Casey Nettles, a JEA project manager, developed a process in 2011 to remove nitrogen from waste water using glycerin. One of the causes of algal blooms is nitrogen run-off into the river.

This story would be an update on JEA’s process as explained by Casey Nettles.

St. Johns Riverkeeper – algal bloom

St. Johns Riverkeeper – algal bloom





Descriptive Diagnostic

I knew there would be some type of glitch the first day on campus after a five-year absence. The dry run I had planned for Monday never happened. Meanwhile, the shuttle route to remote parking Lot 18 had changed.

The driver pointed out the stop for Bldg 14D. A few students got off with me and I followed their lead, passing between two enormous buildings. According to the campus map they house Biological and Social sciences. I asked a woman standing still on one of the sidewalks how to get to 14D. She smiled and said she was going there herself.

I told her I hadn’t been on campus in five years. “Well,” she said,”you’re never too old.” I didn’t catch her name but she was awfully nice. She brought me to my classroom. I was about to open the door when she said, “No! You have to wait until the other class finishes.”  I started laughing and asked her the time. Then I rolled my eyes because it was only 10:30 a.m. She laughed, too.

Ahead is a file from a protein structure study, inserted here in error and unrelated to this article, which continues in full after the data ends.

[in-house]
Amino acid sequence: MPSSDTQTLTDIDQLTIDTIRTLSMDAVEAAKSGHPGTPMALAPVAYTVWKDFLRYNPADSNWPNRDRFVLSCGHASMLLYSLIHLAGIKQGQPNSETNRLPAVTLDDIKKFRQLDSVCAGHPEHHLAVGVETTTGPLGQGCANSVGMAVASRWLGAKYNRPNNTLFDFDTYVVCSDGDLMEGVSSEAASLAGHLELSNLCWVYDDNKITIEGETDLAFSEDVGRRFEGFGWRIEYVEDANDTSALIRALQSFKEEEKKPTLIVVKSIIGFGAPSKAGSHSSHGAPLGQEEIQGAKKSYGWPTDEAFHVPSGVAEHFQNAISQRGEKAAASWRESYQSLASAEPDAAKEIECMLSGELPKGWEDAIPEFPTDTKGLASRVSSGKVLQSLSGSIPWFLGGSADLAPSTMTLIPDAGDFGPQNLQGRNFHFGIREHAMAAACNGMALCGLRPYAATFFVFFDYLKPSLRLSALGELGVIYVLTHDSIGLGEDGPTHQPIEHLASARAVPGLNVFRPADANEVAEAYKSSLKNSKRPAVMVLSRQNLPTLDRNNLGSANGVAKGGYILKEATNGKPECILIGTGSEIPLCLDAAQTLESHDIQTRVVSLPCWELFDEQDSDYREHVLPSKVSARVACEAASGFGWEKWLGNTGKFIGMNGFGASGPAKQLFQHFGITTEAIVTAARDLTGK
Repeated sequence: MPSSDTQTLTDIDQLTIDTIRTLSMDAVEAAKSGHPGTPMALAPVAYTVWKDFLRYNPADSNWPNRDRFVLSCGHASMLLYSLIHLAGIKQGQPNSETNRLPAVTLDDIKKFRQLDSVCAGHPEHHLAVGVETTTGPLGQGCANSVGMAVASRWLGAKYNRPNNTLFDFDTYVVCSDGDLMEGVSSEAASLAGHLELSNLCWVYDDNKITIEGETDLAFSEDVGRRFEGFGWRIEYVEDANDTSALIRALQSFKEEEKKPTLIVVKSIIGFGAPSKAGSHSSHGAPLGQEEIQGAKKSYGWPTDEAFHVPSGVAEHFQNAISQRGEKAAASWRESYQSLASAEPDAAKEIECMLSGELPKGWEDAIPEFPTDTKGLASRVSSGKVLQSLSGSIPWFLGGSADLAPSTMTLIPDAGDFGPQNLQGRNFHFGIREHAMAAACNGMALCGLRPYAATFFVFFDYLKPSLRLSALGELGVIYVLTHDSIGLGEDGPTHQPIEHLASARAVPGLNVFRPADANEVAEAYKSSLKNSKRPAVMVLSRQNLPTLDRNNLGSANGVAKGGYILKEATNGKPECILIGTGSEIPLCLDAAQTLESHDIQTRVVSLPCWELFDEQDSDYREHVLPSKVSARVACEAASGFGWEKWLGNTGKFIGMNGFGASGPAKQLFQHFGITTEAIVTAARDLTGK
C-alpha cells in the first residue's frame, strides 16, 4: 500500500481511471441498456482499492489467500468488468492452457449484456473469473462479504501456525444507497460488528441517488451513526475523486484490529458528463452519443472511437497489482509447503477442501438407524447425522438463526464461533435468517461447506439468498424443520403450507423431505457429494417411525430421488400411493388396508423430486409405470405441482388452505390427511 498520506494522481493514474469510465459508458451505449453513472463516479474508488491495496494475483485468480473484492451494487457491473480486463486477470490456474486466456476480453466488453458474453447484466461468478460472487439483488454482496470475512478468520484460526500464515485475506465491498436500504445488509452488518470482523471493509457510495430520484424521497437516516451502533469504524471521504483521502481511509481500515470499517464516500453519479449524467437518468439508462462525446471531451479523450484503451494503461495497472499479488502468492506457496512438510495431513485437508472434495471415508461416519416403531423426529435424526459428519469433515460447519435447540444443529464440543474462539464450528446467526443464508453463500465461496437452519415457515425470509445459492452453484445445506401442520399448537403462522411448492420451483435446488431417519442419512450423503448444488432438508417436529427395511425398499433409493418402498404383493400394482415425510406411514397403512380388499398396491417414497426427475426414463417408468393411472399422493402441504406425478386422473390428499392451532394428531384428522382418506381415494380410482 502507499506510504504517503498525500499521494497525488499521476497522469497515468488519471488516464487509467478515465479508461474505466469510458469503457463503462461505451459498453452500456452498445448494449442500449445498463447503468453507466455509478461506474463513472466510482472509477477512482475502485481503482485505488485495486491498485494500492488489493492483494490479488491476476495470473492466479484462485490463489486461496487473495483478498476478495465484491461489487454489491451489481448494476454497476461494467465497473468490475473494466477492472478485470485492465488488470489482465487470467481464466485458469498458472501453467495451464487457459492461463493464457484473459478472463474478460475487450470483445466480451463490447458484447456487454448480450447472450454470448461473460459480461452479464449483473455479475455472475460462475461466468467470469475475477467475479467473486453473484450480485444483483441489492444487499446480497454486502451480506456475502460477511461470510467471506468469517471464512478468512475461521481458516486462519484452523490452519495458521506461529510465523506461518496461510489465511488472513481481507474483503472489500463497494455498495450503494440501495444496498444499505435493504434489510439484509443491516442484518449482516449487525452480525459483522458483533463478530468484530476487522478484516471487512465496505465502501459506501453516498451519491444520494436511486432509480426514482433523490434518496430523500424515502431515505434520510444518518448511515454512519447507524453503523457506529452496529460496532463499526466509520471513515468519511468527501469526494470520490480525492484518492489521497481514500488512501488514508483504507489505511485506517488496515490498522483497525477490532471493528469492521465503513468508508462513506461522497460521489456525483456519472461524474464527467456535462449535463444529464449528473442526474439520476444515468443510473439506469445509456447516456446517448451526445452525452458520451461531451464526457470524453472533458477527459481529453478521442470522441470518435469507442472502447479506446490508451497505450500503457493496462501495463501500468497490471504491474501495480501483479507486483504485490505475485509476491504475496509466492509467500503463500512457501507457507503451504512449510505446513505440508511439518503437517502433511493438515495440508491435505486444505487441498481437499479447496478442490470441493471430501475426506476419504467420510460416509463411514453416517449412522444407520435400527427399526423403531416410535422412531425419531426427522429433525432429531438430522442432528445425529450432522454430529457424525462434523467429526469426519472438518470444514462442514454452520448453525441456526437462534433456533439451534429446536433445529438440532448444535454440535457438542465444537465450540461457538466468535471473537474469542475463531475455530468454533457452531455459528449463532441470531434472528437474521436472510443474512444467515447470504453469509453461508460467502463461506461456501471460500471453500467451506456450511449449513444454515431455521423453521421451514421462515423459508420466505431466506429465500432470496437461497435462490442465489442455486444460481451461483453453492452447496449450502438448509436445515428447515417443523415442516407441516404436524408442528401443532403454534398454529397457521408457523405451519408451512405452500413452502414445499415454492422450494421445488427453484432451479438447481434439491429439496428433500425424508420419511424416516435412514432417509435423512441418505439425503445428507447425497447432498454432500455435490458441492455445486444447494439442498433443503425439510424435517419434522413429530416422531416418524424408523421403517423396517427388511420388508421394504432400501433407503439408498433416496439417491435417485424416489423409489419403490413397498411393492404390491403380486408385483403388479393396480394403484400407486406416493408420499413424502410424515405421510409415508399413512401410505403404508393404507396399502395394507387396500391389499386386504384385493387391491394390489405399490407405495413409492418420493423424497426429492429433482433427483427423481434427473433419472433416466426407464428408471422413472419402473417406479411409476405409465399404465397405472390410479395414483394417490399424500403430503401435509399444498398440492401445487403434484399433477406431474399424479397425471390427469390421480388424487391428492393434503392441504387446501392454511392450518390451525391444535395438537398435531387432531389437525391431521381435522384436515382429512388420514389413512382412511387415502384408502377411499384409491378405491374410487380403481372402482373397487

After class and for some unknown reason, I thought I could still catch the Lot 18 shuttle in front of the library, so I walked there. Two students were having a conversation which I may have rudely interrupted by asking if this shuttle went to Lot 18. The girl said no, this was the shuttle to the Town Center.  I told her that I’d just walk to my car and she said, “Honestly, that’s the best way.”

I came to a crossroads at the pond by Coggin CoB (Bldg 42). I asked the nearest person which way I should go to get to the parking lot. She pointed across the pond and said, “I’m not sure. I think maybe …”.  She glanced to her right towards Honors Hall. That way looked daunting so I went left.

Now I see I went the long way, but probably easier-to-navigate way, around the pond. I passed Petway Hall and the Student Union where I asked a guy sitting at table outside if I would eventually get to Lot 18.

“Yep. Just follow everyone walking toward the athletic field,” he said with a big grin.

So I did, and eventually, I found my car.